How to deal with compassion fatigue in frontline staff

As lockdown restrictions lift, so too might some of the pressures that frontline charity workers and volunteers have been enduring. However, the effects of supporting others through traumatic and challenging experiences can be felt for many months and, let’s face it, our recovery from lockdown could still be a long bumpy road.

Compassion fatigue is a form of burnout, driven by secondary trauma and stress. While those who experience it are not necessarily dealing with trauma directly, they may be seeing it day in, day out. But just because it’s part of the job, it doesn’t mean we harden to it.

Often affecting workers and volunteers in caring positions, compassion fatigue can cause exhaustion, anxiety, difficulty concentrating and apathy. If left untreated, it can very possibly lead to a mental health problem such as an anxiety disorder, depression or even Post Traumatic Stress Disorder (PTSD). So, it’s important to ensure that those at risk of such burnout are able to access support and can take time to reflect.

I volunteered within the refugee community in Samos last Autumn. It was part of my work with Indigo Volunteers, a charity that connects independent volunteers with grassroots partner charities working along the European refugee route. I came across the charity in Spring last year, when they were looking for volunteers to provide psycho- social support for volunteers on the ground.

This was during the first lockdown when many of the volunteers who were out in the field were not able to provide their usual support due to community centres and services being closed and the camps maintaining tough lockdown restrictions. For example, the laundry facilities for the entire camp were closed and only reopened just before I left for individuals who had been medically referred with skin conditions such as lice and scabies.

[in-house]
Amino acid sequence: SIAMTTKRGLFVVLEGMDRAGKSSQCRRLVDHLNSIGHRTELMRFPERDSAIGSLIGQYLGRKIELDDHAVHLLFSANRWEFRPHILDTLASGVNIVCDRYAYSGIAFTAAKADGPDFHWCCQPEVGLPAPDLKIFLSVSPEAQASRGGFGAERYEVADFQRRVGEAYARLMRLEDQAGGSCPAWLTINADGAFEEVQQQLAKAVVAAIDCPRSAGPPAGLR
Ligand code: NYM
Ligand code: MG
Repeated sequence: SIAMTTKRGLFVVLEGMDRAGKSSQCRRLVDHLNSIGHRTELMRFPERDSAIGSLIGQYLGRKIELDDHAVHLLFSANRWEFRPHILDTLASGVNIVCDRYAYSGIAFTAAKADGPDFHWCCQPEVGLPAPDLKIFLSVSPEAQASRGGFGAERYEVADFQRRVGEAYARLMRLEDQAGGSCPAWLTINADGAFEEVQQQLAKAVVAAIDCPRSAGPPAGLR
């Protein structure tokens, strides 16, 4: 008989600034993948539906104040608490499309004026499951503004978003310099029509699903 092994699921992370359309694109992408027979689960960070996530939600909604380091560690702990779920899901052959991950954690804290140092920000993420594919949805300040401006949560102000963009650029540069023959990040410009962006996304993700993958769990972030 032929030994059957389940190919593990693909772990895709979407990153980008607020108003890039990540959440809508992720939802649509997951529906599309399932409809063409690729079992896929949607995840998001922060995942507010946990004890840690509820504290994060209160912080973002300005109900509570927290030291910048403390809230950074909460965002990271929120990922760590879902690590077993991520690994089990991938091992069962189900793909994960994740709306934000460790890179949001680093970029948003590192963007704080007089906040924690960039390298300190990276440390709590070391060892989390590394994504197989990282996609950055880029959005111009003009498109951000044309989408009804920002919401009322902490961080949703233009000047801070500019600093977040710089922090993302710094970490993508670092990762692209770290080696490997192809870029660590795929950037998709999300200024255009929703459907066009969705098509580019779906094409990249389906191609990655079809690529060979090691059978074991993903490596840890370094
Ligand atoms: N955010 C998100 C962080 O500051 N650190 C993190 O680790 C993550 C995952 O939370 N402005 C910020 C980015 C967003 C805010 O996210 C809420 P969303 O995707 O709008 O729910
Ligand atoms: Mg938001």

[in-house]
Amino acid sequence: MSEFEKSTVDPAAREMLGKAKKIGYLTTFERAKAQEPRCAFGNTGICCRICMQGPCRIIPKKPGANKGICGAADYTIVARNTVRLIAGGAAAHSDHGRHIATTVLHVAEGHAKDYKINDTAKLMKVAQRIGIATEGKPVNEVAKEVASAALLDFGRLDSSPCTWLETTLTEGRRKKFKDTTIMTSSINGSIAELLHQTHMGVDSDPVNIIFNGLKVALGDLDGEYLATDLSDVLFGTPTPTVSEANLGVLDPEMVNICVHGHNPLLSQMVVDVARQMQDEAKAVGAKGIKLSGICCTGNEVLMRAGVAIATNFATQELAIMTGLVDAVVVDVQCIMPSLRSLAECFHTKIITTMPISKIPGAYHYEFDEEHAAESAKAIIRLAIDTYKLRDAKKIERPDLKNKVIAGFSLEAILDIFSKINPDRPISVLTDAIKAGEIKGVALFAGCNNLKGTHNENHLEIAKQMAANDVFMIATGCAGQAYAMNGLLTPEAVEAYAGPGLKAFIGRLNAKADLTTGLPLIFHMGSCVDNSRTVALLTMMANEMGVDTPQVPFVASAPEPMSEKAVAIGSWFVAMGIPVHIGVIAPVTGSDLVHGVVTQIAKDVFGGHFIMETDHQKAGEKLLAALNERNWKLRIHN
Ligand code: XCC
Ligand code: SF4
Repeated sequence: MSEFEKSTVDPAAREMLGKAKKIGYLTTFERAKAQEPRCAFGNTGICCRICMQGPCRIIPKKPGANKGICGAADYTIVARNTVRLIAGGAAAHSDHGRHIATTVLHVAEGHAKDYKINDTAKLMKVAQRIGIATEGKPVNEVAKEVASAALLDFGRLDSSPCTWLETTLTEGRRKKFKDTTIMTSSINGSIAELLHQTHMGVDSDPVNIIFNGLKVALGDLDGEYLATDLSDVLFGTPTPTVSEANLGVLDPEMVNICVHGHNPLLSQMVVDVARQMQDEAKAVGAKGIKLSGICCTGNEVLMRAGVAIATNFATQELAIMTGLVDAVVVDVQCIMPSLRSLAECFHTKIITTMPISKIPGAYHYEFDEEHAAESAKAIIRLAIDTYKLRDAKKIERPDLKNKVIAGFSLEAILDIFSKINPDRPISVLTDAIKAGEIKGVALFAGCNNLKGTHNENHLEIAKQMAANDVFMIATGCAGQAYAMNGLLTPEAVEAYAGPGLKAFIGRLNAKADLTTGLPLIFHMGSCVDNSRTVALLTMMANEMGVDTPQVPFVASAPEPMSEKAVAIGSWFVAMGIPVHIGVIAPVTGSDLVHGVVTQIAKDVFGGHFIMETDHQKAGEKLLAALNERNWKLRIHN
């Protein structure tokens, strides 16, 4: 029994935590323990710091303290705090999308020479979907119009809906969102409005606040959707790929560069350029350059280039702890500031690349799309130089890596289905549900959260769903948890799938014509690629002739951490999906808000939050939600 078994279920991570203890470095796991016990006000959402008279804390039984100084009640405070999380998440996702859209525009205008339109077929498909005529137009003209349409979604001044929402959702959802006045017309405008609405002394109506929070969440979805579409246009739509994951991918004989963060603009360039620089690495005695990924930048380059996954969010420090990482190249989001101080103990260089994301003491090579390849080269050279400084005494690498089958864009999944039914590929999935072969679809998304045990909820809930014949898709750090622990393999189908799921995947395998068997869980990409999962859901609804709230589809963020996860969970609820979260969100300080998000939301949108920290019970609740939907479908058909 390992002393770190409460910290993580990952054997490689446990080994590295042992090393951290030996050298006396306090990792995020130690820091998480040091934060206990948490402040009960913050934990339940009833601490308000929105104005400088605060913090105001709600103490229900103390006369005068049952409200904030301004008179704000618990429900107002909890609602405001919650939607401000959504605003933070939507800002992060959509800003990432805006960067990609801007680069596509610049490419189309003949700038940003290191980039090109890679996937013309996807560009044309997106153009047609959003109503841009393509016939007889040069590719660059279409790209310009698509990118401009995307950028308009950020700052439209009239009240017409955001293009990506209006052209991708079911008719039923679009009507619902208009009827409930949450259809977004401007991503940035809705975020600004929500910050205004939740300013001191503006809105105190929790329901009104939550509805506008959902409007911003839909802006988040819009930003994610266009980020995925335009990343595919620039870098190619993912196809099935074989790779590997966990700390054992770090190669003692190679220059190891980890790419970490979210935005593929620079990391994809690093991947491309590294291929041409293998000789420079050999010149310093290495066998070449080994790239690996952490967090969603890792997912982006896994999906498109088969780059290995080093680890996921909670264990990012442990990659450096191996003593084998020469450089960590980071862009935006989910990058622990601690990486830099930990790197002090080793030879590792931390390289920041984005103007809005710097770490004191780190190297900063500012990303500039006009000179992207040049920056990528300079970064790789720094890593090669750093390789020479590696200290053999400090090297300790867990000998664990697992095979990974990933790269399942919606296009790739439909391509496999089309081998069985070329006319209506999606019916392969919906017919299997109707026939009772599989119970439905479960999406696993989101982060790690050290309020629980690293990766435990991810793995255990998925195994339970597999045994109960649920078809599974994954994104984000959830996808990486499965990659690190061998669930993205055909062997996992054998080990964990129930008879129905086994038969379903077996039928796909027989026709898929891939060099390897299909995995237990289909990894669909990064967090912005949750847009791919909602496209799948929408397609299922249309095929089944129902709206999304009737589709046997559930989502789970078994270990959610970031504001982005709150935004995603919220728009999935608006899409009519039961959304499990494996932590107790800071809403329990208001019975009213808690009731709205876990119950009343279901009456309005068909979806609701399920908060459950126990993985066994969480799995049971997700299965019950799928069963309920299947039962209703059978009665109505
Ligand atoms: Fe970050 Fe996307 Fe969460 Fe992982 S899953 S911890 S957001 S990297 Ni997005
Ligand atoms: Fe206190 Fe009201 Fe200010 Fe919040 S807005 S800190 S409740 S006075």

In Samos, there are over 4,000 refugees in the camp and, prior to my visit, I was advised that Covid- 19 cases were on the rise, hence the strict quarantine and self-isolation measures that I had to adhere to on arrival.

As we all know, volunteers are very passionate about what they do, so imagine if you’re out there trying to make a difference but, due to restrictions, feel unable to help? Another frustration that I am very aware of from my own experience is you simply cannot help everyone. You never feel as though you have done enough – and this has only been amplified during the pandemic.

For charity workers and volunteers to continue helping others effectively, they need to proactively manage their own positive wellbeing – and that’s where the need for psycho-social support such as coaching, other talking therapies and workshops, which provide psychoeducation, comes in.

It’s really important that we take a moment to pause and reflect, to take a breath and allow ourselves time to support one another after such a difficult period. Just because the volume of work decreases (if indeed it does) it doesn’t mean the impact on us will be any less if we don’t take time out for self-care.

If we can stop to consider how we are feeling and what our purpose is, it allows us to proactively manage our own mental health, which ultimately empowers us to support others more effectively. Now, more than ever, charity workers need that opportunity.

Ruth Cooper-Dickinson is a trauma-informed coach and the founder of Champs for Change

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